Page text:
Although it's true that there is no one way to enjoy a sugar relationship, there are certain guidelines and boundaries to follow to ensure the safety and efficacy of the arrangement. 

        • Consent. First and foremost, sugar relationships are 100% consensual partnerships between adults. Yes, it's common for sugar daddies to be older (sometimes much older) than their sugar babies, but both parties must be over the age of 18. 
        • Equality. A sugar relationship should be mutually beneficial, meaning that neither person receives the majority of the perks 
        • Communication. Communication is key in every relationship, but particularly important with sugar relationships as they often involve contractual agreements. If you're in a sugar relationship, be sure to communicate specifically and consistently about expectations, wants, and needs.  

        Forbidden Relationships

        You're in love, and that's good news! Unless your love is forbidden, that is. We don't just mean your friends don't like them or they vote for the other party. We mean forbidden, as in your boss, your married neighbor, or your son's best friend from college.

        We're talking about the kind of love that inspires gasps and rumors, that almost everyone considers oh-so-wrong. 

        What are forbidden relationships?

        Forbidden relationships are viewed by society and most everyone you know as destructive and immoral. Types of forbidden love vary according to culture, country, and religion. 

        In some places, love between a single person and a divorced person is considered unthinkable, while in others, almost everything but an abusive or predatory relationship is accepted. 

        Examples of forbidden relationships

        Forbidden relationships come in many different shapes and sizes. Here are some of the most common:

        • Age gaps. No matter what you call it — a May/December romance, "Mrs. Robinson situation," or cradle-robbing — any relationship with a large age gap is bound to invite judgment. 
        • Marital status. This type of forbidden love goes by many derogatory names — having an affair, stepping outside the marriage, cheating — all of which mean the same thing: a relationship with someone who isn't your spouse.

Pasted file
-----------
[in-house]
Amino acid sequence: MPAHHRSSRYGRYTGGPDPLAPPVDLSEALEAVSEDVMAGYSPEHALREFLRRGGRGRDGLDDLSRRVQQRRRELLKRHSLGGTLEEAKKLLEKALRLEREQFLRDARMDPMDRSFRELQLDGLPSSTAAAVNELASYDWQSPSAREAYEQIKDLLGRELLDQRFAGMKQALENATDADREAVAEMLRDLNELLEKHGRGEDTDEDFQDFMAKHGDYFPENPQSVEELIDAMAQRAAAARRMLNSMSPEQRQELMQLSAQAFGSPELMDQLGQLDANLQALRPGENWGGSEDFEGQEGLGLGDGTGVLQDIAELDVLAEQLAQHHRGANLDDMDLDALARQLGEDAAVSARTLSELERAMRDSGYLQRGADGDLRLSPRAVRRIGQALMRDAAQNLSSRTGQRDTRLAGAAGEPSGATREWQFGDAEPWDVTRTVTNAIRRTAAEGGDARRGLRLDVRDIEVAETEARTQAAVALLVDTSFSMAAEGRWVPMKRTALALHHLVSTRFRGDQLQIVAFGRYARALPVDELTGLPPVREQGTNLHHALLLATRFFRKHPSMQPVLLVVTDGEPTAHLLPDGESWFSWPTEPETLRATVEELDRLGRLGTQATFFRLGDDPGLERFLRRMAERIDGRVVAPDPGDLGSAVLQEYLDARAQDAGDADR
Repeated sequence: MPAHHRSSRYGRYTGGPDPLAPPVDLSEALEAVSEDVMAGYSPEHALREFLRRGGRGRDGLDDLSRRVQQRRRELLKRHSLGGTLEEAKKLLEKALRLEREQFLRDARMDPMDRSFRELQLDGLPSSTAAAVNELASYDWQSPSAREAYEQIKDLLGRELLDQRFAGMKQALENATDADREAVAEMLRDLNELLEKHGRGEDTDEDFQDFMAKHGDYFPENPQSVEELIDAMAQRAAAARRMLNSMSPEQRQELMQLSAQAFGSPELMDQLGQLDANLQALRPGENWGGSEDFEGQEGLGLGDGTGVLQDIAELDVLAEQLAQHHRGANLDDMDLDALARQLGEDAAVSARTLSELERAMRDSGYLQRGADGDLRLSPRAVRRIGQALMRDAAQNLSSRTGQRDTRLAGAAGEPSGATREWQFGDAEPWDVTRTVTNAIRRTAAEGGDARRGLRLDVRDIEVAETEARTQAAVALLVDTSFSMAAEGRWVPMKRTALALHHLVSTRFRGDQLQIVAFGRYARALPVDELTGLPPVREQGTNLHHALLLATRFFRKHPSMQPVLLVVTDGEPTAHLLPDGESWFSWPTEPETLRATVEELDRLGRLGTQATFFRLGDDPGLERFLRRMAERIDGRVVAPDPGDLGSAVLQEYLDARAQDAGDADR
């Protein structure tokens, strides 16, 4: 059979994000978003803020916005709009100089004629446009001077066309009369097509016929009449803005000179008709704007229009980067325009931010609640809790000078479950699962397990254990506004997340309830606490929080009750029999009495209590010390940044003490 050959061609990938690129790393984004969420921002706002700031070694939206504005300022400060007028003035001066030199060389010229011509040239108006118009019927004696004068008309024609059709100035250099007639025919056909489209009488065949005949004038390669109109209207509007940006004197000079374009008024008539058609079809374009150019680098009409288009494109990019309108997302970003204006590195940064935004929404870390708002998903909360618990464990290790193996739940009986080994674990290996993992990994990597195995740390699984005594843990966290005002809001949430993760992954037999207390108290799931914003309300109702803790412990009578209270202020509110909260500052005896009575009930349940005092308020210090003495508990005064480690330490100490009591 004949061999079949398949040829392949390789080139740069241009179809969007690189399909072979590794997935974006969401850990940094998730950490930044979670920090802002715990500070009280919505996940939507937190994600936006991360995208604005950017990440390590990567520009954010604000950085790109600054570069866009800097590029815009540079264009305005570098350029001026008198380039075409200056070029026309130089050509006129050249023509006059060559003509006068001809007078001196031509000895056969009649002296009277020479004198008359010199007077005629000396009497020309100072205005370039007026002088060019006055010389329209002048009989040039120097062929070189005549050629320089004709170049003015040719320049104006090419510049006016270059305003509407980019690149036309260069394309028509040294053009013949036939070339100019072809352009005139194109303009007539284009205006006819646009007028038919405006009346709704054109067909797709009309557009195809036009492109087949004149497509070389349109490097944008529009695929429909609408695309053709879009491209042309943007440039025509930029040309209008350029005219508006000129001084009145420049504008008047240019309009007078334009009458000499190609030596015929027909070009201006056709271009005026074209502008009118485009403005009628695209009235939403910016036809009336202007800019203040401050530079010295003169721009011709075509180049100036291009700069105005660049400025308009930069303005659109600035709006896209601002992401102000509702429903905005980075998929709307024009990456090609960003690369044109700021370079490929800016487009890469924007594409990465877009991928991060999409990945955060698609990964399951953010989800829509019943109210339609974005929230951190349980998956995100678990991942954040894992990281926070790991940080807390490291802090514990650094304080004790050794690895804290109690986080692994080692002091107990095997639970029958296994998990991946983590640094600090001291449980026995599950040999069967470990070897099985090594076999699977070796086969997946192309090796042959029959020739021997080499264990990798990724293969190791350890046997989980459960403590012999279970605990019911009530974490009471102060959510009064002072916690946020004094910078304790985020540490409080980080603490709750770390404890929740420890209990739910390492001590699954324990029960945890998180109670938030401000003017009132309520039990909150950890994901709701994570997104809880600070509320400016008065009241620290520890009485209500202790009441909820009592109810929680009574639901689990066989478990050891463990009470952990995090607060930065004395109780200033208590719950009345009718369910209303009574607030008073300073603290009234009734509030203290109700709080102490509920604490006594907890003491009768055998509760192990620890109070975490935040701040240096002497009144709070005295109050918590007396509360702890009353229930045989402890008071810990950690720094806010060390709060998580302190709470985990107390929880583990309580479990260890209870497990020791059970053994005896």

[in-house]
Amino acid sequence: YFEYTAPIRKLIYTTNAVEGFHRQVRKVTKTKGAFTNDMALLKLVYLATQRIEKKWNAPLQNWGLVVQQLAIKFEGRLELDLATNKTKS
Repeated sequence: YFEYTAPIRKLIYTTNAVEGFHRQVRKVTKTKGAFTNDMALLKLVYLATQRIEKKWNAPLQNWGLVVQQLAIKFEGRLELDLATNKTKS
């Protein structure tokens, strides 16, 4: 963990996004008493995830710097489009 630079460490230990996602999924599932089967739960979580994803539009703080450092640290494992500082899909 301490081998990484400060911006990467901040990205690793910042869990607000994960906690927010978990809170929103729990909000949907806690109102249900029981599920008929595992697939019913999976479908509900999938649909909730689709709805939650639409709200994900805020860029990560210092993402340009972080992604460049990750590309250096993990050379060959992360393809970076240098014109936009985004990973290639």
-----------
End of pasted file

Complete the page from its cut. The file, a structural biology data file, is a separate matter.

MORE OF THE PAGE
• Genetic links. Marrying your first cousin used to be a-okay, but no longer. Family bonds aren't always frowned upon in more traditional cultures, and might actually be encouraged. How forbidden these links are depends on where you live and how you were raised. 
        • Social bonds. If you've ever heard the words, "they're from a good family," then you know what social bonds are all about. In some cultures, love between people from different sides of the proverbial tracks is considered forbidden or doomed to fail. 

        Toxic Relationships

        Not all relationships are happy, healthy, or even safe. Toxic relationships are all too common, and can have a damaging impact on your happiness and self-esteem.

        Toxic relationships are possible with parents, siblings, other family member, friends, and partners. They can take many forms, but all are dysfunctional and can cause tremendous pain and conflict. 

        Let's examine some of the most common types of toxic relationships. 

        Codependent Relationships

        A codependent relationship involves two or more people who are overly reliant on each other for emotional support, financial stability, and/or physical needs. It can also refer to a person who has an unhealthy dependence on someone else. 

        Codependents lose themselves in another person. They use people pleasing, lack of boundaries, and other forms of subtle manipulation to get love and approval. 

        How to know if I am in a codependent relationship?

        If you're codependent, you might have a history of unhappy relationships, broken friendships, or conflict with family members. Signs of a codependent relationships include:

        Unproductive conflict. One of both of you may be defensive, blame the other partner for problems, or lack the self-awareness needed to take responsibility and deal with conflict constructively.

        Caretaking. Codependents tend to be caregivers who feel responsible for making sure everyone else is okay. When you're in relationships, you might try to make sure your partner feels happy while you neglect your own needs.